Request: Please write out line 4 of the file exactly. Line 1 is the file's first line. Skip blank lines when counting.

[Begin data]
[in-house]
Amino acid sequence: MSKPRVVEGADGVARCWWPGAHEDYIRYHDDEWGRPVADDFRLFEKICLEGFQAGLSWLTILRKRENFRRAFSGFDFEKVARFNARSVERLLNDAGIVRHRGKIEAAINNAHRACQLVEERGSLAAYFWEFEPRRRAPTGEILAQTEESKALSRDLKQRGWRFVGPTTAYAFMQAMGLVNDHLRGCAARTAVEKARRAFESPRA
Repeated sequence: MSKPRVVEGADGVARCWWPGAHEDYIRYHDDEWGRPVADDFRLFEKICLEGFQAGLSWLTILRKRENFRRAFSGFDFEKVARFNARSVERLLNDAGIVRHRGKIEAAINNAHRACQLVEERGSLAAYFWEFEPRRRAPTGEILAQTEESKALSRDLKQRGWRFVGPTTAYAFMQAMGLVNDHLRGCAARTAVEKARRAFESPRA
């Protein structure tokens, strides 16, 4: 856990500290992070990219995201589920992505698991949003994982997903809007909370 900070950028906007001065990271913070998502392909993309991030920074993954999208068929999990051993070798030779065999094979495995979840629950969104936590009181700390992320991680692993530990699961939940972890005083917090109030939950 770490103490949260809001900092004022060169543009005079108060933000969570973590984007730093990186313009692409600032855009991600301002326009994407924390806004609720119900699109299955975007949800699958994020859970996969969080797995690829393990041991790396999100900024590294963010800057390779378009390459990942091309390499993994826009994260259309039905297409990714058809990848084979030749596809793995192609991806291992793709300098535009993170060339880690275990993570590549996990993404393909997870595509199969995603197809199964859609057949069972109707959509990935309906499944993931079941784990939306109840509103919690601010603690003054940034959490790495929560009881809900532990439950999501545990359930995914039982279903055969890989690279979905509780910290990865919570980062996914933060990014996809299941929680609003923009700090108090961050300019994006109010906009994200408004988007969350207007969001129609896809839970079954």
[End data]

């Protein structure tokens, strides 16, 4: 856990500290992070990219995201589920992505698991949003994982997903809007909370 900070950028906007001065990271913070998502392909993309991030920074993954999208068929999990051993070798030779065999094979495995979840629950969104936590009181700390992320991680692993530990699961939940972890005083917090109030939950 770490103490949260809001900092004022060169543009005079108060933000969570973590984007730093990186313009692409600032855009991600301002326009994407924390806004609720119900699109299955975007949800699958994020859970996969969080797995690829393990041991790396999100900024590294963010800057390779378009390459990942091309390499993994826009994260259309039905297409990714058809990848084979030749596809793995192609991806291992793709300098535009993170060339880690275990993570590549996990993404393909997870595509199969995603197809199964859609057949069972109707959509990935309906499944993931079941784990939306109840509103919690601010603690003054940034959490790495929560009881809900532990439950999501545990359930995914039982279903055969890989690279979905509780910290990865919570980062996914933060990014996809299941929680609003923009700090108090961050300019994006109010906009994200408004988007969350207007969001129609896809839970079954």